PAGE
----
Published: 22 June 2018
With the weather heating up, it's time to monitor our four-legged friends to make sure they don't suffer in the high temperatures.
One ailment to be aware of is heatstroke. Heatstroke normally happens when a dog loses its in-built ability to regulate its body temperature. Dogs do not sweat all over their bodies the way humans do. Their body temperature is chiefly regulated by respiration such as panting. If a dog’s respiratory tract fails to clear heat quickly enough, heatstroke may take place.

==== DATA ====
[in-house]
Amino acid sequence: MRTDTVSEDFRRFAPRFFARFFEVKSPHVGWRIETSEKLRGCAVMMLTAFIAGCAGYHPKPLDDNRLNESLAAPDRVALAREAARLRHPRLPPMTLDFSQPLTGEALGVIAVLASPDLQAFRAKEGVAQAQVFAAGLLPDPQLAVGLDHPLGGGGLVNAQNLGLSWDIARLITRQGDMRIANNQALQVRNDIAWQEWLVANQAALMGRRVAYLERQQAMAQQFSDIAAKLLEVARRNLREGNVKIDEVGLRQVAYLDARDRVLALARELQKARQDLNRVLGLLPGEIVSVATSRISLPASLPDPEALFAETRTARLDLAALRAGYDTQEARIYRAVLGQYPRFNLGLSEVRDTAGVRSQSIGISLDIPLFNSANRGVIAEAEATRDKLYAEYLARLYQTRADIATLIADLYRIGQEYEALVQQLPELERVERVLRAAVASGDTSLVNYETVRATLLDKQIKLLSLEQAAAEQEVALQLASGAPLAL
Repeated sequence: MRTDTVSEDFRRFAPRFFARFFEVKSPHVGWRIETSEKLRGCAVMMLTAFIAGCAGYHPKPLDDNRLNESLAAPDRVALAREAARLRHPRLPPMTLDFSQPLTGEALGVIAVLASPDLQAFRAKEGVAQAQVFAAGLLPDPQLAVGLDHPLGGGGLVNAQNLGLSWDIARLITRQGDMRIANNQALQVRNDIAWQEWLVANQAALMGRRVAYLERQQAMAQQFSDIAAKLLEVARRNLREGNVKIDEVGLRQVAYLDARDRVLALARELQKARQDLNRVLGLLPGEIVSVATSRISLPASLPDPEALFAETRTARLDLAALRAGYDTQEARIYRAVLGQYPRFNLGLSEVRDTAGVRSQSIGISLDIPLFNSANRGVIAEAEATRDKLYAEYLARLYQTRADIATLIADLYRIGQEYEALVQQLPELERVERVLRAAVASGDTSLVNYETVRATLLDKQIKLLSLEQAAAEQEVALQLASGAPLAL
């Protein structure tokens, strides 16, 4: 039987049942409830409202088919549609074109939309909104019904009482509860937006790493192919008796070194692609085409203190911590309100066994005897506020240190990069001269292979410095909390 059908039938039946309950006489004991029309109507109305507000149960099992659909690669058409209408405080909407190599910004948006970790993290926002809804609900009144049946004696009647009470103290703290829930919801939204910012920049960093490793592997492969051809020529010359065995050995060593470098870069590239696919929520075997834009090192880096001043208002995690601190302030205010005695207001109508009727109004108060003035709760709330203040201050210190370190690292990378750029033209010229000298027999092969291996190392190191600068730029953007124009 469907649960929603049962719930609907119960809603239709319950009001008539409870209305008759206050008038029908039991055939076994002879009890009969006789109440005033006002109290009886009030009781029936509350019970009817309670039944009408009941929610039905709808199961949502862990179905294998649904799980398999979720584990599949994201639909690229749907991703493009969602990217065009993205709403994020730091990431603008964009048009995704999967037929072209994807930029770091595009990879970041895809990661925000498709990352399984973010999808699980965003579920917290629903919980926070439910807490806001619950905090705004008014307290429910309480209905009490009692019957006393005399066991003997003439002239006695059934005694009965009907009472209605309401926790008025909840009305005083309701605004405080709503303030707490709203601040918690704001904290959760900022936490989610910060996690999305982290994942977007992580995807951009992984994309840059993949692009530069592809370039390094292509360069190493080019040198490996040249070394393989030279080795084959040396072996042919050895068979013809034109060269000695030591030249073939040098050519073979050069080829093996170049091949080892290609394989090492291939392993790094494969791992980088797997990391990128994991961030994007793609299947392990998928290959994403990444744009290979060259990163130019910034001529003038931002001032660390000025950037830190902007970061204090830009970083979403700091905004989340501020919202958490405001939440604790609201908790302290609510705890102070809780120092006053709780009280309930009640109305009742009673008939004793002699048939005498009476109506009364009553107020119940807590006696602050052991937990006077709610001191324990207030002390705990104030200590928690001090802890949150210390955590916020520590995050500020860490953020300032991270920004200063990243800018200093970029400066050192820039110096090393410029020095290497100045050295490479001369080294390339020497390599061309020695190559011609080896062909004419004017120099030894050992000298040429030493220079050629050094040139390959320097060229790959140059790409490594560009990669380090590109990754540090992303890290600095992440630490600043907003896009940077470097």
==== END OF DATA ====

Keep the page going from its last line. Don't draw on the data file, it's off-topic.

What are the signs of heatstroke in dogs?
- Excessive panting
- Dry gums that become pale
- Increased salivation
- Erratic or rapid pulse
- Possibly rectal bleeding
- In extreme cases breathing can slow down and fitting can occur
Because overheating can be life-threatening if not treated immediately, noticing the early signs of heat exhaustion will surely reduce the chances of heatstroke.
If you are concerned your pet may have over-heated or be suffering from heat stroke please contact your vet immediately.
We discuss this and other safety considerations on our First Aid for Dogs course. Check out forthcoming courses taking place in Surrey, Sussex, London and the Midlands.